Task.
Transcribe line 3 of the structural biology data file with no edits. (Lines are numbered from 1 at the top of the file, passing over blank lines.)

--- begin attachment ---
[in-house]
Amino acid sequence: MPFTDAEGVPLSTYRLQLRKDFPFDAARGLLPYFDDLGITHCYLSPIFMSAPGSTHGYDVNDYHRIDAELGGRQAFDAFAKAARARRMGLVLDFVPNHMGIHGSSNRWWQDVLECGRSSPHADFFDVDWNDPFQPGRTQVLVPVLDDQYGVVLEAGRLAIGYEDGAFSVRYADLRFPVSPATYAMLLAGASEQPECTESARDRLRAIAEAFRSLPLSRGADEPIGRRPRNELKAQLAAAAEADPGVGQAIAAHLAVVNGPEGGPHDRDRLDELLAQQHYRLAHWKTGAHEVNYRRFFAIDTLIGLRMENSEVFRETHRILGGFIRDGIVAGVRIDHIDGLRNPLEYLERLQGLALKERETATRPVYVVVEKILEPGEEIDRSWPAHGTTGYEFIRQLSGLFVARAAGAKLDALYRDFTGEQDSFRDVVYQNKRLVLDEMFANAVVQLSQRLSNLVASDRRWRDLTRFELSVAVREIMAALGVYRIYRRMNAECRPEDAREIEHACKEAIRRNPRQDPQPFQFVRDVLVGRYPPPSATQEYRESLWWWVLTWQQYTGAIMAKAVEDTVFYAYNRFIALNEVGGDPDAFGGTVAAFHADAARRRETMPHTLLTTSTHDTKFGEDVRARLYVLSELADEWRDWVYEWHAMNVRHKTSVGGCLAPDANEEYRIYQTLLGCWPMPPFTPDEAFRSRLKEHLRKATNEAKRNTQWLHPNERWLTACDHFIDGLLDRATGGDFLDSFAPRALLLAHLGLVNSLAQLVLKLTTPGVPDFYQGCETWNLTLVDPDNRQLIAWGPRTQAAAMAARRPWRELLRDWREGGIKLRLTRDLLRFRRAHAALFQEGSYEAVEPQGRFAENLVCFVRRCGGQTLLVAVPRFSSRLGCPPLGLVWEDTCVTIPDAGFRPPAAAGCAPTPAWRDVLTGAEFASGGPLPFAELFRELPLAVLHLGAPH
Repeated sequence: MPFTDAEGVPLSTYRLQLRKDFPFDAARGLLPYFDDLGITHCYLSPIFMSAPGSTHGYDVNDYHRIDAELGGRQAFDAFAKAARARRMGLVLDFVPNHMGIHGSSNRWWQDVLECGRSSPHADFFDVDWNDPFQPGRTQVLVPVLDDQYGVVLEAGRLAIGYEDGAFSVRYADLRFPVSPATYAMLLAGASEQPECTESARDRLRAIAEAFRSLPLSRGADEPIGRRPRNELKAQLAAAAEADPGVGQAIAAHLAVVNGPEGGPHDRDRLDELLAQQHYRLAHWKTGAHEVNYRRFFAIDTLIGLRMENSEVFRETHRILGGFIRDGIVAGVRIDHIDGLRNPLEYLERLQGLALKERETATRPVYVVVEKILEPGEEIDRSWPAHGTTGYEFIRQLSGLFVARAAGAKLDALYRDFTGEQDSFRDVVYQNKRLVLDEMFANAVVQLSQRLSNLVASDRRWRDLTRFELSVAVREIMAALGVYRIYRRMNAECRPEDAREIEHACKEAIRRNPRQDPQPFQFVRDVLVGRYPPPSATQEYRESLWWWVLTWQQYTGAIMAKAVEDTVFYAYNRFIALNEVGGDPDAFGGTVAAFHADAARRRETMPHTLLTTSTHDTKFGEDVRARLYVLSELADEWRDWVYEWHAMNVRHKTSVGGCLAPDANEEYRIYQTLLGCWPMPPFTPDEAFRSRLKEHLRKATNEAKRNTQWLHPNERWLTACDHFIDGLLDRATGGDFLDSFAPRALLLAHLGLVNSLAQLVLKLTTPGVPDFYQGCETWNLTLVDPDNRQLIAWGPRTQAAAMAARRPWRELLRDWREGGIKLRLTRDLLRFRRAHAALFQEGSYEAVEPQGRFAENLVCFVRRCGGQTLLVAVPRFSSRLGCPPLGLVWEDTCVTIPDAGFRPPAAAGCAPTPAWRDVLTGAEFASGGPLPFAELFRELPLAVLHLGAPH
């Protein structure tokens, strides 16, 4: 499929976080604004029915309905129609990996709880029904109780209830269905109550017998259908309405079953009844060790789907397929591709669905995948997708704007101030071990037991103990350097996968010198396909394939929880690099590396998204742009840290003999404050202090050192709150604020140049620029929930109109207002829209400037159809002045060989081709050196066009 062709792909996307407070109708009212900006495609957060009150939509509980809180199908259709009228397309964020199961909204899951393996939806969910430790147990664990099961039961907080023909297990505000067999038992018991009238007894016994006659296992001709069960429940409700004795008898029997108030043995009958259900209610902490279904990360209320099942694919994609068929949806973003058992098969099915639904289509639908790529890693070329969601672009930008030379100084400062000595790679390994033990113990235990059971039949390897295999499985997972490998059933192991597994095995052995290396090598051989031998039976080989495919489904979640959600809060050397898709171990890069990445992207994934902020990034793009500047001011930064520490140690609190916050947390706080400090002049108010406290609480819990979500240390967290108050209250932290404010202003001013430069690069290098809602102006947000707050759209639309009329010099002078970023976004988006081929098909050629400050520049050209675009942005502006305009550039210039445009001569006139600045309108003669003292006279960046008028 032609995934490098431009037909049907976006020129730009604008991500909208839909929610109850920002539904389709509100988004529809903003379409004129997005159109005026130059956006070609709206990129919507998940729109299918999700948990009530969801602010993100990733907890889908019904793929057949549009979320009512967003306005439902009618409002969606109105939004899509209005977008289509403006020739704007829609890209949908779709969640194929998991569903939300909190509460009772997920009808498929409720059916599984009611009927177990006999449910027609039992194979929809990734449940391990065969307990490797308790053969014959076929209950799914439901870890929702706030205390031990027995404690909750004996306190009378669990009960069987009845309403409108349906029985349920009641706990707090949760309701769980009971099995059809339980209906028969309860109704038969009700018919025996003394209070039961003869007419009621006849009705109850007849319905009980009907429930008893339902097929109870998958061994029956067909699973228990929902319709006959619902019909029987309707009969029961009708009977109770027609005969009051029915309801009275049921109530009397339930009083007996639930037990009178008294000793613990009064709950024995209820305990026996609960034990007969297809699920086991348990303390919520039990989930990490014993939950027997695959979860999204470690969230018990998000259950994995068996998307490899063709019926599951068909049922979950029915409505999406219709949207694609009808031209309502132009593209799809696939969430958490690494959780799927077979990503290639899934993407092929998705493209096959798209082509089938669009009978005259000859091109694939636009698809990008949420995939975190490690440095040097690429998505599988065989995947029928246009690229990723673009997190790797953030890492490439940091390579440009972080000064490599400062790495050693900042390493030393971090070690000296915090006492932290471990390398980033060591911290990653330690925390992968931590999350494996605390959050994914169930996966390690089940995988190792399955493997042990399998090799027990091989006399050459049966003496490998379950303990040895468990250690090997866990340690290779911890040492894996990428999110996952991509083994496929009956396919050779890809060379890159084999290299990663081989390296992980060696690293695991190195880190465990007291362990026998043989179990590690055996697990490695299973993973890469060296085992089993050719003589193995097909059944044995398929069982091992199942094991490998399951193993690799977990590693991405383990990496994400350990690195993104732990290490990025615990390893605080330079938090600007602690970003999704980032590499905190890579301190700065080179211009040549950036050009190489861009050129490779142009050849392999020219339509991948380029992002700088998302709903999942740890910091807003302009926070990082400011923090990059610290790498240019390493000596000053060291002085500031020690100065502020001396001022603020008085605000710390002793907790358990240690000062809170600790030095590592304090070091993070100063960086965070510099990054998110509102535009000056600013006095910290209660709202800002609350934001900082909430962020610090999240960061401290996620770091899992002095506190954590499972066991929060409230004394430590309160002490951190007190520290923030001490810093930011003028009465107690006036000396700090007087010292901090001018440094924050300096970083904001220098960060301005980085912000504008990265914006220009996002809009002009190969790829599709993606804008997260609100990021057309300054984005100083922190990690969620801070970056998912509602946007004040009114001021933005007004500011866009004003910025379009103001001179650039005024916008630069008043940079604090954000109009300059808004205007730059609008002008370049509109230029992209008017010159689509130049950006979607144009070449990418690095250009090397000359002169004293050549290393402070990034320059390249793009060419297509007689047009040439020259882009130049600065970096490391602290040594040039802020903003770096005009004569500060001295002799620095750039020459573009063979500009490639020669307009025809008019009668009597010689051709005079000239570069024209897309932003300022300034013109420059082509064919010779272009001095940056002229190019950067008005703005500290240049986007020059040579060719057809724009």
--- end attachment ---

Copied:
Repeated sequence: MPFTDAEGVPLSTYRLQLRKDFPFDAARGLLPYFDDLGITHCYLSPIFMSAPGSTHGYDVNDYHRIDAELGGRQAFDAFAKAARARRMGLVLDFVPNHMGIHGSSNRWWQDVLECGRSSPHADFFDVDWNDPFQPGRTQVLVPVLDDQYGVVLEAGRLAIGYEDGAFSVRYADLRFPVSPATYAMLLAGASEQPECTESARDRLRAIAEAFRSLPLSRGADEPIGRRPRNELKAQLAAAAEADPGVGQAIAAHLAVVNGPEGGPHDRDRLDELLAQQHYRLAHWKTGAHEVNYRRFFAIDTLIGLRMENSEVFRETHRILGGFIRDGIVAGVRIDHIDGLRNPLEYLERLQGLALKERETATRPVYVVVEKILEPGEEIDRSWPAHGTTGYEFIRQLSGLFVARAAGAKLDALYRDFTGEQDSFRDVVYQNKRLVLDEMFANAVVQLSQRLSNLVASDRRWRDLTRFELSVAVREIMAALGVYRIYRRMNAECRPEDAREIEHACKEAIRRNPRQDPQPFQFVRDVLVGRYPPPSATQEYRESLWWWVLTWQQYTGAIMAKAVEDTVFYAYNRFIALNEVGGDPDAFGGTVAAFHADAARRRETMPHTLLTTSTHDTKFGEDVRARLYVLSELADEWRDWVYEWHAMNVRHKTSVGGCLAPDANEEYRIYQTLLGCWPMPPFTPDEAFRSRLKEHLRKATNEAKRNTQWLHPNERWLTACDHFIDGLLDRATGGDFLDSFAPRALLLAHLGLVNSLAQLVLKLTTPGVPDFYQGCETWNLTLVDPDNRQLIAWGPRTQAAAMAARRPWRELLRDWREGGIKLRLTRDLLRFRRAHAALFQEGSYEAVEPQGRFAENLVCFVRRCGGQTLLVAVPRFSSRLGCPPLGLVWEDTCVTIPDAGFRPPAAAGCAPTPAWRDVLTGAEFASGGPLPFAELFRELPLAVLHLGAPH